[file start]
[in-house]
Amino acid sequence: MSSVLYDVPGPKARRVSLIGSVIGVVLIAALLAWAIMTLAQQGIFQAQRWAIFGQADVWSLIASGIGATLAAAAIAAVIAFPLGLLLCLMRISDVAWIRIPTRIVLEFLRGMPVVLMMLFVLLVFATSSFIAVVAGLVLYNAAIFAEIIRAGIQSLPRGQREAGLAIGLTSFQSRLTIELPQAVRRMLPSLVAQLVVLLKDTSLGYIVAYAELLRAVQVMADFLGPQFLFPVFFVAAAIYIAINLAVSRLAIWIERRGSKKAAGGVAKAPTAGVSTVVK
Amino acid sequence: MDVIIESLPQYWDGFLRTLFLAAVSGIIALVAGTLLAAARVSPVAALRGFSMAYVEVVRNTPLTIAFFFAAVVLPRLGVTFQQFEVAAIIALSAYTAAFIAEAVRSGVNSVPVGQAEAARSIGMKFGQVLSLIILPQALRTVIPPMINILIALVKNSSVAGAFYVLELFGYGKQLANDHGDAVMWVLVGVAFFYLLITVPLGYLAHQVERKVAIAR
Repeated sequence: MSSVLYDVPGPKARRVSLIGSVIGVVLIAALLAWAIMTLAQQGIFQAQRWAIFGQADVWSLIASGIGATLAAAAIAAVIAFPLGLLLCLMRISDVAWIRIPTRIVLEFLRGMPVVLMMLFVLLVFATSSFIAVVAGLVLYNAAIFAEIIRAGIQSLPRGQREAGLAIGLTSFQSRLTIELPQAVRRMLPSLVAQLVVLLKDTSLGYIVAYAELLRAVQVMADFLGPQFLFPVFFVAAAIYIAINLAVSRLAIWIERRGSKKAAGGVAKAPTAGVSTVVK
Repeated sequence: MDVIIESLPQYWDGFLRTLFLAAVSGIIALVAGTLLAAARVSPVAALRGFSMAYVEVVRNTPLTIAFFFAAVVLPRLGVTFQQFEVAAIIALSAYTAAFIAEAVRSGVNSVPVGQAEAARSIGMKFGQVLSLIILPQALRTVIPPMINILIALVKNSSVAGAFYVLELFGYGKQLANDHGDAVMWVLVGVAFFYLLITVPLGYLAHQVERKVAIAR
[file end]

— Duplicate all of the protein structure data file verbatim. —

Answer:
[in-house]
Amino acid sequence: MSSVLYDVPGPKARRVSLIGSVIGVVLIAALLAWAIMTLAQQGIFQAQRWAIFGQADVWSLIASGIGATLAAAAIAAVIAFPLGLLLCLMRISDVAWIRIPTRIVLEFLRGMPVVLMMLFVLLVFATSSFIAVVAGLVLYNAAIFAEIIRAGIQSLPRGQREAGLAIGLTSFQSRLTIELPQAVRRMLPSLVAQLVVLLKDTSLGYIVAYAELLRAVQVMADFLGPQFLFPVFFVAAAIYIAINLAVSRLAIWIERRGSKKAAGGVAKAPTAGVSTVVK
Amino acid sequence: MDVIIESLPQYWDGFLRTLFLAAVSGIIALVAGTLLAAARVSPVAALRGFSMAYVEVVRNTPLTIAFFFAAVVLPRLGVTFQQFEVAAIIALSAYTAAFIAEAVRSGVNSVPVGQAEAARSIGMKFGQVLSLIILPQALRTVIPPMINILIALVKNSSVAGAFYVLELFGYGKQLANDHGDAVMWVLVGVAFFYLLITVPLGYLAHQVERKVAIAR
Repeated sequence: MSSVLYDVPGPKARRVSLIGSVIGVVLIAALLAWAIMTLAQQGIFQAQRWAIFGQADVWSLIASGIGATLAAAAIAAVIAFPLGLLLCLMRISDVAWIRIPTRIVLEFLRGMPVVLMMLFVLLVFATSSFIAVVAGLVLYNAAIFAEIIRAGIQSLPRGQREAGLAIGLTSFQSRLTIELPQAVRRMLPSLVAQLVVLLKDTSLGYIVAYAELLRAVQVMADFLGPQFLFPVFFVAAAIYIAINLAVSRLAIWIERRGSKKAAGGVAKAPTAGVSTVVK
Repeated sequence: MDVIIESLPQYWDGFLRTLFLAAVSGIIALVAGTLLAAARVSPVAALRGFSMAYVEVVRNTPLTIAFFFAAVVLPRLGVTFQQFEVAAIIALSAYTAAFIAEAVRSGVNSVPVGQAEAARSIGMKFGQVLSLIILPQALRTVIPPMINILIALVKNSSVAGAFYVLELFGYGKQLANDHGDAVMWVLVGVAFFYLLITVPLGYLAHQVERKVAIAR